This was a celebration of the music of Benjamin Britten – in association with Britten100 – and Henry Purcell, one of Britten’s favourite composers.
Countertenor Paul du Plessis-Smith (former Portsmouth Choral Scholar), tenor Paul Bentley, and accompanist Richard Allum presented a programme that covered an array of moods and characters in works by both composers.
From gentle duets (In Vain the am’rous flute – Purcell), to agile solos (Bentley’s performance of Purcell’s If music be the food of love, and du Plessis-Smith’s of Here, the deities approve particularly stand out) – all the time with impeccable clarity of text and warmth of tone, albeit with very occasional infelicities in tuning.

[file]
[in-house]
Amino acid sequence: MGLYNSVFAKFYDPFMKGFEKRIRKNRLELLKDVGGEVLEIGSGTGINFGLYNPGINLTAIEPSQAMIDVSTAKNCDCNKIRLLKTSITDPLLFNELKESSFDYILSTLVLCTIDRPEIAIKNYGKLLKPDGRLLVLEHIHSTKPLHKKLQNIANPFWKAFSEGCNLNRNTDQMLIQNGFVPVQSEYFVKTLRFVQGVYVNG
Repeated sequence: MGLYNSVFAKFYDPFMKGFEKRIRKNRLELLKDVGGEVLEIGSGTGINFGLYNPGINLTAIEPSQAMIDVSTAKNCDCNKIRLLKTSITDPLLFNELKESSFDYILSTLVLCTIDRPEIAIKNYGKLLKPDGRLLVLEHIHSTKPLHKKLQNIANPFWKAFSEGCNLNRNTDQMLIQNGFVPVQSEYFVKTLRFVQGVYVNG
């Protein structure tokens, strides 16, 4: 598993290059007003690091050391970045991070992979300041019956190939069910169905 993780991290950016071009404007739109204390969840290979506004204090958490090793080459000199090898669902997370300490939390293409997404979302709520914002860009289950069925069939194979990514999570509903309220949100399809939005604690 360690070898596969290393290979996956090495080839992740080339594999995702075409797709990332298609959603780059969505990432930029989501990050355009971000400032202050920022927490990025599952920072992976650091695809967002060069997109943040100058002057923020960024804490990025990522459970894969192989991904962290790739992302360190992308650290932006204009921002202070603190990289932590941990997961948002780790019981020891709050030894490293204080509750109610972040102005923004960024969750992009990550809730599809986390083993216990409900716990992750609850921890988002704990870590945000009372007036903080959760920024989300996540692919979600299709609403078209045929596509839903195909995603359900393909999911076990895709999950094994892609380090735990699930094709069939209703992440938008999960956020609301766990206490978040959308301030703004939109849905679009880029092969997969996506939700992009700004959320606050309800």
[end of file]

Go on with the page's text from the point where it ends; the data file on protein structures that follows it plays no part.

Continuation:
Allum shone in Britten’s quirky and atmospheric Variations for Piano, demonstrating his delicate touch and deft dexterity; his control and sensitivity was tremendous.
Highlights were du Plessis-Smith’s excellent breath control, and Bentley’s performance of The Ash Grove (Britten surely had a glint in his eye when writing this arrangement!), but the indisputable climax was the duet Canticle II: Abraham and Isaac. Famous for being reworked in Britten’s War Reqiuem it was a showcase of the considerable talents of all three performers.